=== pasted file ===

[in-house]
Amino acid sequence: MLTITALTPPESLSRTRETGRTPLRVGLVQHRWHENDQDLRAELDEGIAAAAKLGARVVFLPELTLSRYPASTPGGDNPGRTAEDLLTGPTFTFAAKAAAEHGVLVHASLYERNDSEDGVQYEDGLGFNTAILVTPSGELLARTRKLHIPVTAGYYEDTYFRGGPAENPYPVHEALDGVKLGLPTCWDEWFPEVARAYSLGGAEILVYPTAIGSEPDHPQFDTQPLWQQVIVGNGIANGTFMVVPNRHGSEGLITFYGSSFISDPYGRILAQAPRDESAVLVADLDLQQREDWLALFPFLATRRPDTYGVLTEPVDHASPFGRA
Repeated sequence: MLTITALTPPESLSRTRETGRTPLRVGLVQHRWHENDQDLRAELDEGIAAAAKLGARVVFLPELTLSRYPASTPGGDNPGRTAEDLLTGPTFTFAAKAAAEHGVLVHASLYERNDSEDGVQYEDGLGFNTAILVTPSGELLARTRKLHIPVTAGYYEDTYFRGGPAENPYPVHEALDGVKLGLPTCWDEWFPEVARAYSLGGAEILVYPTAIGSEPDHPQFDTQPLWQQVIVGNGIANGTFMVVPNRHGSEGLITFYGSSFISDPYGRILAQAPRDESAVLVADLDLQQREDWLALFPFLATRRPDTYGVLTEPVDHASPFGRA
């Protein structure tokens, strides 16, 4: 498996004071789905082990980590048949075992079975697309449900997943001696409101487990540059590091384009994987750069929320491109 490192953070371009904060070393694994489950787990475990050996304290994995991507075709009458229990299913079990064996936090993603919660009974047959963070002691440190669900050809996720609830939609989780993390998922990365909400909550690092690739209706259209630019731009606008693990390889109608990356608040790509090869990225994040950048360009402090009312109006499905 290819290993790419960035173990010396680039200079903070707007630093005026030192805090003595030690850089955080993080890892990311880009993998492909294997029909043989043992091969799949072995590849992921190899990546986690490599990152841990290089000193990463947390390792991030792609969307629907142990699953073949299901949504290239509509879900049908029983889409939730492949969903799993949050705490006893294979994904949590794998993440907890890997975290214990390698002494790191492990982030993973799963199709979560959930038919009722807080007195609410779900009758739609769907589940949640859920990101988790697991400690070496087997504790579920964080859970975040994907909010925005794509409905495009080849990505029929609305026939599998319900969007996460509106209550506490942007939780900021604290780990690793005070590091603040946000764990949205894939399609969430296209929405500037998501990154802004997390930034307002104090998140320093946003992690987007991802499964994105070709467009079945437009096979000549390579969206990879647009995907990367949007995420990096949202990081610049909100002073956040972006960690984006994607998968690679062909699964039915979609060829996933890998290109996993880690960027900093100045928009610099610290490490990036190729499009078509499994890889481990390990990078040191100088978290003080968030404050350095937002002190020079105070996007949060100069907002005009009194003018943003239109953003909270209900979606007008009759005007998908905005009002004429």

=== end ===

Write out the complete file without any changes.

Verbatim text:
[in-house]
Amino acid sequence: MLTITALTPPESLSRTRETGRTPLRVGLVQHRWHENDQDLRAELDEGIAAAAKLGARVVFLPELTLSRYPASTPGGDNPGRTAEDLLTGPTFTFAAKAAAEHGVLVHASLYERNDSEDGVQYEDGLGFNTAILVTPSGELLARTRKLHIPVTAGYYEDTYFRGGPAENPYPVHEALDGVKLGLPTCWDEWFPEVARAYSLGGAEILVYPTAIGSEPDHPQFDTQPLWQQVIVGNGIANGTFMVVPNRHGSEGLITFYGSSFISDPYGRILAQAPRDESAVLVADLDLQQREDWLALFPFLATRRPDTYGVLTEPVDHASPFGRA
Repeated sequence: MLTITALTPPESLSRTRETGRTPLRVGLVQHRWHENDQDLRAELDEGIAAAAKLGARVVFLPELTLSRYPASTPGGDNPGRTAEDLLTGPTFTFAAKAAAEHGVLVHASLYERNDSEDGVQYEDGLGFNTAILVTPSGELLARTRKLHIPVTAGYYEDTYFRGGPAENPYPVHEALDGVKLGLPTCWDEWFPEVARAYSLGGAEILVYPTAIGSEPDHPQFDTQPLWQQVIVGNGIANGTFMVVPNRHGSEGLITFYGSSFISDPYGRILAQAPRDESAVLVADLDLQQREDWLALFPFLATRRPDTYGVLTEPVDHASPFGRA
């Protein structure tokens, strides 16, 4: 498996004071789905082990980590048949075992079975697309449900997943001696409101487990540059590091384009994987750069929320491109 490192953070371009904060070393694994489950787990475990050996304290994995991507075709009458229990299913079990064996936090993603919660009974047959963070002691440190669900050809996720609830939609989780993390998922990365909400909550690092690739209706259209630019731009606008693990390889109608990356608040790509090869990225994040950048360009402090009312109006499905 290819290993790419960035173990010396680039200079903070707007630093005026030192805090003595030690850089955080993080890892990311880009993998492909294997029909043989043992091969799949072995590849992921190899990546986690490599990152841990290089000193990463947390390792991030792609969307629907142990699953073949299901949504290239509509879900049908029983889409939730492949969903799993949050705490006893294979994904949590794998993440907890890997975290214990390698002494790191492990982030993973799963199709979560959930038919009722807080007195609410779900009758739609769907589940949640859920990101988790697991400690070496087997504790579920964080859970975040994907909010925005794509409905495009080849990505029929609305026939599998319900969007996460509106209550506490942007939780900021604290780990690793005070590091603040946000764990949205894939399609969430296209929405500037998501990154802004997390930034307002104090998140320093946003992690987007991802499964994105070709467009079945437009096979000549390579969206990879647009995907990367949007995420990096949202990081610049909100002073956040972006960690984006994607998968690679062909699964039915979609060829996933890998290109996993880690960027900093100045928009610099610290490490990036190729499009078509499994890889481990390990990078040191100088978290003080968030404050350095937002002190020079105070996007949060100069907002005009009194003018943003239109953003909270209900979606007008009759005007998908905005009002004429």